a 'minimal' kernel; it's trying to provide a minimal but complete
set of OS services such as paging, IO, device driver and
file driver environments, etc. One can then layer userland
API's such as OS/2's CP/PM/GPI set on top. (The OpenBEOS
project is taking a similar course with NewOS). ..."

I really wasn't comparing them. I respect the work that
occurs in academic institutions. Sometimes, however, their
work does not transfer into a commercial environment with
the extra requirements, not all technical, that becomes part of
the equation. At least with respect to this effort IBM itself
had produced a product, but released it incomplete in terms of
necessary components, e.g. an Intel emulator to execute
existing OS/2 applications.

To me it's a matter of logic. Of all the functions needed to
make an OS some are basic: their existence is required by
others. For competing OSes with the same functions they
have the same set of basic functions in common. This basic
set forms the microkernel (uK).

Now while some have produced a single operating system on a
uK base talk of multiple OSes executing concurrently on the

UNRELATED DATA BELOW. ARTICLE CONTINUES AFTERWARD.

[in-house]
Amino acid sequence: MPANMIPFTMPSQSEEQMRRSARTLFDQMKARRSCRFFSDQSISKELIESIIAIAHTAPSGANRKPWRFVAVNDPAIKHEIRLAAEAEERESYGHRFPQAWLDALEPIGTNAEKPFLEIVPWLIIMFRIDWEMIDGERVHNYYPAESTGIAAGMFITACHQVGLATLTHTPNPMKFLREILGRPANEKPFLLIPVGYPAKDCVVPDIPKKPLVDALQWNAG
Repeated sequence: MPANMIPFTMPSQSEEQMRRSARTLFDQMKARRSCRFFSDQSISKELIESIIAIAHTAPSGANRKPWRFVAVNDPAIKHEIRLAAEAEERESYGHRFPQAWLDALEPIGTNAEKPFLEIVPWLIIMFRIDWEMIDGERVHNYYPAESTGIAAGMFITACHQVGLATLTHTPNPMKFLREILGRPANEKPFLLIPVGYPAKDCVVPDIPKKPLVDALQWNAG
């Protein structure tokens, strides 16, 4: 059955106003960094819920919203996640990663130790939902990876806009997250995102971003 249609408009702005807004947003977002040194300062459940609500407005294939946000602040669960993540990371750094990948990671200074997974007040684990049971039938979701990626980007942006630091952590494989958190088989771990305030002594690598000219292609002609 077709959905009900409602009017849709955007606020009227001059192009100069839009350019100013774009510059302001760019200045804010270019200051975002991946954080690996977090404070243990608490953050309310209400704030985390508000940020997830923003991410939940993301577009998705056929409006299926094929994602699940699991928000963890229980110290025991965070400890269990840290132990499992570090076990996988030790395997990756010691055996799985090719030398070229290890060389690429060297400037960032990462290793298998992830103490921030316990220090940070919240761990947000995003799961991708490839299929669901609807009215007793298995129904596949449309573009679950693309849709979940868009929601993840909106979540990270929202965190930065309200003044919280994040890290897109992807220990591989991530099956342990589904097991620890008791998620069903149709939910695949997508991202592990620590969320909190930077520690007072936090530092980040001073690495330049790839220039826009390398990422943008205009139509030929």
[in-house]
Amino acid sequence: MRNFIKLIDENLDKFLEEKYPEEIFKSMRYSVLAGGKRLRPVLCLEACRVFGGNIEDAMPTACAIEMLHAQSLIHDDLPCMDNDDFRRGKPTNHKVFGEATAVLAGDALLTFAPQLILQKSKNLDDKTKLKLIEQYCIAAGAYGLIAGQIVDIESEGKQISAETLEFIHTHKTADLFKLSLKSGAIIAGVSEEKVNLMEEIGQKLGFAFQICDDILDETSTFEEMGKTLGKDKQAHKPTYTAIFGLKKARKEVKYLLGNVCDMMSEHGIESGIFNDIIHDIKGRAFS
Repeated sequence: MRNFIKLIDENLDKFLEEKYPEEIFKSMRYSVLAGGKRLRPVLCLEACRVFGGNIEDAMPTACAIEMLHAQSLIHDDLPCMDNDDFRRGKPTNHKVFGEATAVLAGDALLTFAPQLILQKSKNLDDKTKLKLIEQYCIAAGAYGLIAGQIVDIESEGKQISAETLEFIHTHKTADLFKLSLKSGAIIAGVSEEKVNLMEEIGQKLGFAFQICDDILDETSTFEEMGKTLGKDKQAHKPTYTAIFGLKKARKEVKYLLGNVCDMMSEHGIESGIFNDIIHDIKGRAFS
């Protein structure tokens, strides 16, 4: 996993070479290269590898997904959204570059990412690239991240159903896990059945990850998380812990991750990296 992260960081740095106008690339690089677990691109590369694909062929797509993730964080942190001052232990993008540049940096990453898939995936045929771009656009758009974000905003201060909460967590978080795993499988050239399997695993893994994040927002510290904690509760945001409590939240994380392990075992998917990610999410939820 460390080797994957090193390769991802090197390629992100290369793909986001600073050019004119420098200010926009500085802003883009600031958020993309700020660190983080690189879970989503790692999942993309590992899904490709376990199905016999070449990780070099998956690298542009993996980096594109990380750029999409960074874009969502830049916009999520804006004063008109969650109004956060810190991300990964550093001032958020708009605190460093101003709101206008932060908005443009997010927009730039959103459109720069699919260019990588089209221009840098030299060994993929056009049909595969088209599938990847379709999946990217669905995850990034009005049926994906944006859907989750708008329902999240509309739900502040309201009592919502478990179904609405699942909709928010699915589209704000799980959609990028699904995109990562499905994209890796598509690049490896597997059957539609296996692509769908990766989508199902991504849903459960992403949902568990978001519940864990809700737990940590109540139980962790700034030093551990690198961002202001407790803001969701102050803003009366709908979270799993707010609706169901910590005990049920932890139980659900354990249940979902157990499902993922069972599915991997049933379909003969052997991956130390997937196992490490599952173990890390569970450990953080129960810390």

same uK base remains that: talk. It remains a difference
between what represents "reality" in the academic world and
that of the commercial world. So the concurrent execution
remains theoretical possibility, but not a proven one.

Nevertheless, assuming that a core set of functions exist,
anyone caring to write an OS wants an optimal set. That
optimal set more closely matches the needs of the OS's API
layer than any other. Basically then the core API set,
represented by the uK, gets driven by that of the OS's API set.

Now to offer a "complete" replacement for any kernel you
have to offer a complete replacement in every sense for its
logical interface, its API. You gain nothing by saying possibly
that some are never used and others little used. To even
know this you would have to examine every application ever
written for the OS. Determining that is more work than simply
supplying the questionable APIs.

If you are going to begin the documentation, the easiest place
to begin is with the APIs. All the APIs are documented in the
existing OS/2 Toolkit (Version 4.5), which also contains their
source form in .h files. It will probably take several iterations
to get them all "included" in a compile due to the settings of
macro "defines" which by default bypasses their inclusion.
You have to get all these switches "define"s set correctly.

You end up with a compiler listing of names: the names of the
APIs, the names of their parameters, and the names of
"values". As you go through them you will run into instances
of synonyms (different names for the same thing) and
homonyms (same name for different things). You need to
eliminate both: synonyms because only one name should be